Beats On The Beach @ Kingsford Smith Park, Ballina (01/01/07)
Mon 8th Jan, 2007 Event Reviews 1938 viewsin
The trend of New Years Day events being bigger than their eve counterparts continued this year. With events like BBQ Breaks, the Mullumbimby SuperDisco, New Years Day Roast and the latest addition, Beats on the Beach all taking place, the people of South East Queensland and Northern New South Wales were given plenty of choice of where to shake off those New Years hang overs.
Hosted at Kingsford Smith Park in Ballina, only a quick stroll from the beach, Beats on the Beach was our choice for some New Years Day sunshine and music. As expected for a New South Wales festival, punters were greeted by police sniffer dogs on entry through the main gate. Local news the following day reported that 25 people were detected with drugs. It was a strange mix of twenty-somethings, a few old hippies from Byron and a surprisingly large number of young teenagers that made up the crowd. In order to squeeze in the scheduled acts and adhere to local noise restrictions, the day had an early start and finishing time, kickin’ off at 10am and wrapping up just after 9pm. This made it a little hard for those of us nursing sore heads from the previous night, and meant that the crowd size was fairly disappointing for the early acts.
The music was split between two main stages. The first, Rockit Beats Stage dedicated to home-grown rock and indy bands headed up by the likes of Pete Murray, Karnivool and End of Fashion. The second main stage, Fractured Beats Stage hosted a mix of high quality international DJs, hip-hop, funk and electronic acts with Infusion, the Nextmen, Saul Williams, and Pendulum as some of the major draw cards. A third smaller space was also put together by the organisers. Not exactly setup as they advertised “forest glade, with decor art, roving performers and bar”, and more like a small stage placed in the middle of a football field, it did give the crowd some exposure to DJs and electronic acts from the local area.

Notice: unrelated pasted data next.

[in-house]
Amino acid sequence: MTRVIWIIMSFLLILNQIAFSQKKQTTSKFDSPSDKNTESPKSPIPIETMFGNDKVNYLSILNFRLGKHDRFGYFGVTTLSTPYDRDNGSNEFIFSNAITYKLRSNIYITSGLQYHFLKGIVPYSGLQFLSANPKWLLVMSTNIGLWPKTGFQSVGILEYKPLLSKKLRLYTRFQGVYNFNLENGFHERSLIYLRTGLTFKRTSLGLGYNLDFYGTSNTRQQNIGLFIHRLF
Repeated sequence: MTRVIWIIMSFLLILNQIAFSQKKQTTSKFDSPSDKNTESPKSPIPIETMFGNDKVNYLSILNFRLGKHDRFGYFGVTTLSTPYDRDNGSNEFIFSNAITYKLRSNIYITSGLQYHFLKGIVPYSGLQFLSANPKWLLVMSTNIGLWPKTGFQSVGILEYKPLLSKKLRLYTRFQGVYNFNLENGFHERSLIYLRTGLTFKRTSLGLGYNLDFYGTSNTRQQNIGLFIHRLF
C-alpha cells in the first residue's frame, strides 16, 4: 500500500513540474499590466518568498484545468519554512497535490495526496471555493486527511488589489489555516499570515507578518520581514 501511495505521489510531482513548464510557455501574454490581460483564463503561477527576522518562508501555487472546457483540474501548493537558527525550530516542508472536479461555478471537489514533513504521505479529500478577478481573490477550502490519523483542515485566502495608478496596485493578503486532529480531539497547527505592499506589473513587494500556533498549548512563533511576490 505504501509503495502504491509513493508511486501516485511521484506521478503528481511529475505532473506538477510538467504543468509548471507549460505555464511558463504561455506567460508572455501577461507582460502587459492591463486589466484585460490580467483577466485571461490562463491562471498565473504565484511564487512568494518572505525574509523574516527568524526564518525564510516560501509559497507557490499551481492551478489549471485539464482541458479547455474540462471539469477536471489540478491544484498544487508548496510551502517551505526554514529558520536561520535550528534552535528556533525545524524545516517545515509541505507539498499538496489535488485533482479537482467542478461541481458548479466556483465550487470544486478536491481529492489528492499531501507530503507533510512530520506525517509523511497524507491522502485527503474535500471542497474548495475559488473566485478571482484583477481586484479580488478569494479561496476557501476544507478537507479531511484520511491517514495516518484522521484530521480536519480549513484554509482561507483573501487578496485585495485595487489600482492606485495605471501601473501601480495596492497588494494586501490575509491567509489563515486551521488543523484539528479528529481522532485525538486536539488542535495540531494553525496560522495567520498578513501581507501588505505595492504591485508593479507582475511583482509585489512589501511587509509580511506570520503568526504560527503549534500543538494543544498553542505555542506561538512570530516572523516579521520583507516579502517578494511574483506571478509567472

Among the earlier of acts, New Zealand breakbeat DJ FreQ Nasty hit the fractured beats stage before having to head north for a set at BBQ Breaks in Brisbane. Meanwhile, the rock stage hosted performances by SE Queensland and Northern Rivers rock and indy acts Operator Please, Bourban Street, and Avalon Drive.
Not surprisingly for a New Years Day festival held out in the blazing sun, the crowd took a good few hours to warm up and embrace the bands. Most of the crowd seemed to be searching for some respite from the heat, nestling behind tarp-lined fences or behind the mixing desk.
Raz Bin Sam enthusiastically brought his middle eastern rhythms and peaceful message to the stage, although the crowd all seemed a little confused by the four flag bearers that accompanied Raz on stage. Ashley Anderson aka Katalyst soon followed, joining forces with up and coming Australian MC Ru.CL (Ruben Campbell). Perhaps it was the heat, or just too early in the day, but they struggled to get the crowd moving. Ruben’s love for his Caribbean heritage did shine through though, covering and praising his idol Damien Marley.
Back at the Rockit stage, the ever growing in popularity synth-rock outfit Van She strutted their stuff. Sex City was definitely a crowd pleaser, but possibly because it was the only song that most of the Triple J worshiping crowd had ever heard. They injected energy into their performances and inspired a few “Who’s that? They’re great!” comments from a few of the young attendees. Not to be outdone, Adelaide outfit Wolf and Cub followed on stage. For those that haven’t seen these guys in action, get out and watch them. Any band that has two full time drummers and drum kits just has to be good right? It was refreshing to see a band that seem like they spend more time on their music than their image.